Wildfire Protection Plan

The Maine Forest Service and Auburn Fire Department prepared a comprehensive Wildfire Protection Plan for Taylor Pond.  The complete report can be found at this link.  The executive summary can be found below:

Executive Summary of the 2018 Community Wildfire Protection Plan

The goal of the Wildland Urban Interface (WUI) assessment program is to evaluate a community for hazards in the event of a wildfire in the wildland urban interface (the area where homes intermingle with wildland vegetation).  The assessment also identifies the means by which any hazards found can be mitigated. The objective is to minimize the ability of fire to move between wildland and structures, thereby reducing the threat to life and property.

In 2010 the Maine Forest Service recorded 562 wildland fires, although the actual number of wildland fires could be higher.  Nearly 75% of these fires in 2010 destroyed, damaged, or threatened structures.

During the five year period between 2006 and 2010  the Maine Forest Service recorded 1,235 wildland fires in the Southern District (which encompasses Auburn ME) burning an estimated total area of 1,043.41 acres.  Examples of historic wildfire suppression costs in Maine communities include: Allagash (1992, $522,855.96); Garfield Plt (1991, $305,593.83); Baileyville (1998, $286,668.43); Freeport (1991, $271,035.00); Dixfield (2002, $90,338.59); Milo (2002, $76,795.21); Bucksport (2001, $68,650.00); Northport (2001, $67,957.80); and Centerville (2006, $35,703.14).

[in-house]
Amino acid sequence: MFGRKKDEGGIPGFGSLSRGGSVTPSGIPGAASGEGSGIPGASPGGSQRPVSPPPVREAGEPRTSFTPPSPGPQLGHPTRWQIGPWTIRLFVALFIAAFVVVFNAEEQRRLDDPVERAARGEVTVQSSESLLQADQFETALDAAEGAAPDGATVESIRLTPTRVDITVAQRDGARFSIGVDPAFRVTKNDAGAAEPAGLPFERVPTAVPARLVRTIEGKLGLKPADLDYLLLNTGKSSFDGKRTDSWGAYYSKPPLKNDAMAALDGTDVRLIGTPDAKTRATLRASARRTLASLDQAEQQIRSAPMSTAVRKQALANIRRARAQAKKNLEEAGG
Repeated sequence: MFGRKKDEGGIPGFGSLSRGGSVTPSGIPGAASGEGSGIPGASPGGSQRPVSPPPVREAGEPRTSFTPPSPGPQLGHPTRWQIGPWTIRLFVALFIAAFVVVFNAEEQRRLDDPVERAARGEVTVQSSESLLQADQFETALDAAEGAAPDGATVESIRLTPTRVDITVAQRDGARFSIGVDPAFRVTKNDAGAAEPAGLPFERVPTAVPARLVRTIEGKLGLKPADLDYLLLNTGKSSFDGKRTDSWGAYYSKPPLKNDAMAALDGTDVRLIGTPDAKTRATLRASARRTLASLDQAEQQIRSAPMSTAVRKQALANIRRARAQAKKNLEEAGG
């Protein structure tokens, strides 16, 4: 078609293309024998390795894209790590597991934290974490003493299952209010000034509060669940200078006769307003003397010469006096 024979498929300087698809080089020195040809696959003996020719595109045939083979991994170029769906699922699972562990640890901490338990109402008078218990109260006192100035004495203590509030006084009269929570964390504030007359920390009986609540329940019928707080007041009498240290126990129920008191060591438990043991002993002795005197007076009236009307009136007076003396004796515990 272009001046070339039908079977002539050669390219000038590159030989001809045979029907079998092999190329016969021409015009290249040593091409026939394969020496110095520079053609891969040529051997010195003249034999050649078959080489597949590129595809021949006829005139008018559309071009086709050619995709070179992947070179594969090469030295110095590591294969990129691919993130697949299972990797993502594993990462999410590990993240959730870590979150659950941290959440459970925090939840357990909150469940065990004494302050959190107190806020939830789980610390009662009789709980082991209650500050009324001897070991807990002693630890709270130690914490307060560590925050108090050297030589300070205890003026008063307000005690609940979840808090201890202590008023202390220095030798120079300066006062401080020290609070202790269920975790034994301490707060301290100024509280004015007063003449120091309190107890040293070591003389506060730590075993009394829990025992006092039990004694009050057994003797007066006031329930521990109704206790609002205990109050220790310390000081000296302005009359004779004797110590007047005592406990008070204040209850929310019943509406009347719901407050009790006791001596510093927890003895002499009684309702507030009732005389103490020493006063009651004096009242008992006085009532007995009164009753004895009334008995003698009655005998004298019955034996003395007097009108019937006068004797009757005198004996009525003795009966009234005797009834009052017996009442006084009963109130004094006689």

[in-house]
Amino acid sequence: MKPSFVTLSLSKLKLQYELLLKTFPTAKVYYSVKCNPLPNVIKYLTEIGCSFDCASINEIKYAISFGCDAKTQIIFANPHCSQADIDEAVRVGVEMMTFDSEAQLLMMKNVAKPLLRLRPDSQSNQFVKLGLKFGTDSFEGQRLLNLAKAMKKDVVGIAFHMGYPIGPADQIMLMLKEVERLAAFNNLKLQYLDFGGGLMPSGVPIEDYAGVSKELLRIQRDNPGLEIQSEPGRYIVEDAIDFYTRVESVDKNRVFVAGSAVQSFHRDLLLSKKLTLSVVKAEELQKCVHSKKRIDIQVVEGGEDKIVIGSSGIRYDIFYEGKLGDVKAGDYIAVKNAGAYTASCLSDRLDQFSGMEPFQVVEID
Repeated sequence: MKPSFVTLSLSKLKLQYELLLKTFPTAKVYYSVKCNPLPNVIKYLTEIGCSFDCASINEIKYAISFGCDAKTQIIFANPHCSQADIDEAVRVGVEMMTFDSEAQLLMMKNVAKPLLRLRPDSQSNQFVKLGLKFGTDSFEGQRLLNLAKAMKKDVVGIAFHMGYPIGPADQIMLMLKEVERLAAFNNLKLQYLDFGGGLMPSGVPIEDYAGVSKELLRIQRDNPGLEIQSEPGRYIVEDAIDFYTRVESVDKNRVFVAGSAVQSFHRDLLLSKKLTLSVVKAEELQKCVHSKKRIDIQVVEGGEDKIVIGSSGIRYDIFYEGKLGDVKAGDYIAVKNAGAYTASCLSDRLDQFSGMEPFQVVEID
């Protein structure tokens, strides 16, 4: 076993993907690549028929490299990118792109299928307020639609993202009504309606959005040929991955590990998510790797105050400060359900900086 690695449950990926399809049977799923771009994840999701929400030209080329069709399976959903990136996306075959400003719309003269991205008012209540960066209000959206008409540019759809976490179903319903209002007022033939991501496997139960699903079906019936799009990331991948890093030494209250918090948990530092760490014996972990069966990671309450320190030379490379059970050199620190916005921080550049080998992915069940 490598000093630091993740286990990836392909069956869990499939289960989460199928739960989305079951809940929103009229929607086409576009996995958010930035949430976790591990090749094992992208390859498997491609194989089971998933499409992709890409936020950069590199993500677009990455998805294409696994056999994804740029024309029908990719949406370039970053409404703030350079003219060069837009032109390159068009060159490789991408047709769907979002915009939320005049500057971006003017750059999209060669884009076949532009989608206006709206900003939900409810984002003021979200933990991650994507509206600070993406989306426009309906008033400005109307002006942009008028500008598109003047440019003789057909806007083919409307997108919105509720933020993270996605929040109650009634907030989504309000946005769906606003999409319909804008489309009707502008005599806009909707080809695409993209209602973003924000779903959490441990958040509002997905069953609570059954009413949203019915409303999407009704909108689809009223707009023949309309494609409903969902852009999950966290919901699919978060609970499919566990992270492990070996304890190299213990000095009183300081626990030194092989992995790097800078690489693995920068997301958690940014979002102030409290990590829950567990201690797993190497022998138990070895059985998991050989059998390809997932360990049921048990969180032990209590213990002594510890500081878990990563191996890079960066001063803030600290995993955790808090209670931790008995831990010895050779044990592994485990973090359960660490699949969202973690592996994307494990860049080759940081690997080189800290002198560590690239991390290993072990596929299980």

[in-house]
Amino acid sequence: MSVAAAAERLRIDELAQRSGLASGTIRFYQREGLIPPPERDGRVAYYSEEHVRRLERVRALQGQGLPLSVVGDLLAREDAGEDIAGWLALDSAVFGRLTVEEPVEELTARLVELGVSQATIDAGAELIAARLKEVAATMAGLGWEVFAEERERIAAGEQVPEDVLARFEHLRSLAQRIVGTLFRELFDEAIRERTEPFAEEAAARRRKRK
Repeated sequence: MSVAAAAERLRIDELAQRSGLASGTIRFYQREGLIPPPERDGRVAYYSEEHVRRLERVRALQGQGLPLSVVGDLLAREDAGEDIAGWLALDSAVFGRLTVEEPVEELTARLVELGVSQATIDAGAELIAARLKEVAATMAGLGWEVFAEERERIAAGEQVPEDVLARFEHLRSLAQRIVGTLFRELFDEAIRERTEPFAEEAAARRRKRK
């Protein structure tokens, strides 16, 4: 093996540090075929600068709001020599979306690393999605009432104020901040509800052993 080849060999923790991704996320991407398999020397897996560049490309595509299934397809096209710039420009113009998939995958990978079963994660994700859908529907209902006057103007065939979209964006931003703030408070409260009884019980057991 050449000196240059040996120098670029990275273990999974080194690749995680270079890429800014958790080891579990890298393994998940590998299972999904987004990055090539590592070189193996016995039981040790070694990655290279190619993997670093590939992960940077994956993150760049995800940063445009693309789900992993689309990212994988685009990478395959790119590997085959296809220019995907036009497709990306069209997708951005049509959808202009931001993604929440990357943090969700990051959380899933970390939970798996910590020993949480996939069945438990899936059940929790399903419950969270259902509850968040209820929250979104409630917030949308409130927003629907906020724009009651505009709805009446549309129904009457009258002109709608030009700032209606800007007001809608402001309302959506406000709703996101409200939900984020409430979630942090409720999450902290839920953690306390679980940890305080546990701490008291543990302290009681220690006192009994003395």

During the assessment, 20 structural and 4 vegetative sites were evaluated within the wildland urban interface area.  The assessment focused on such issues as building materials, defensible space, access, road signage, and water availability.  Methodology and detailed results of the assessment are found in the main body of this report. Overall, the structures assessed within Taylor Pond had an average score that falls into the ‘moderate’ risk category with some high and some low risk.

Inadequate defensible space and flammable vegetation inside defensible space are the greatest source of Taylor Pond’s elevated risk.  Factors including low water availability, quality of access roads, and signage contribute to this risk.  This report contains recommendations to rectify the identified issues, along with suggestions for building materials, low-flammable plants, and guidelines for the safe placement of firewood and fuel storage tanks for existing and development areas.

The factors contributing to increased fire risk in the wildland urban interface found within Taylor Pond area can be lessened by following the strategies outlined in this report, “decreasing the risk of catastrophic fire and loss of life and property.”

To see the complete report go to this link.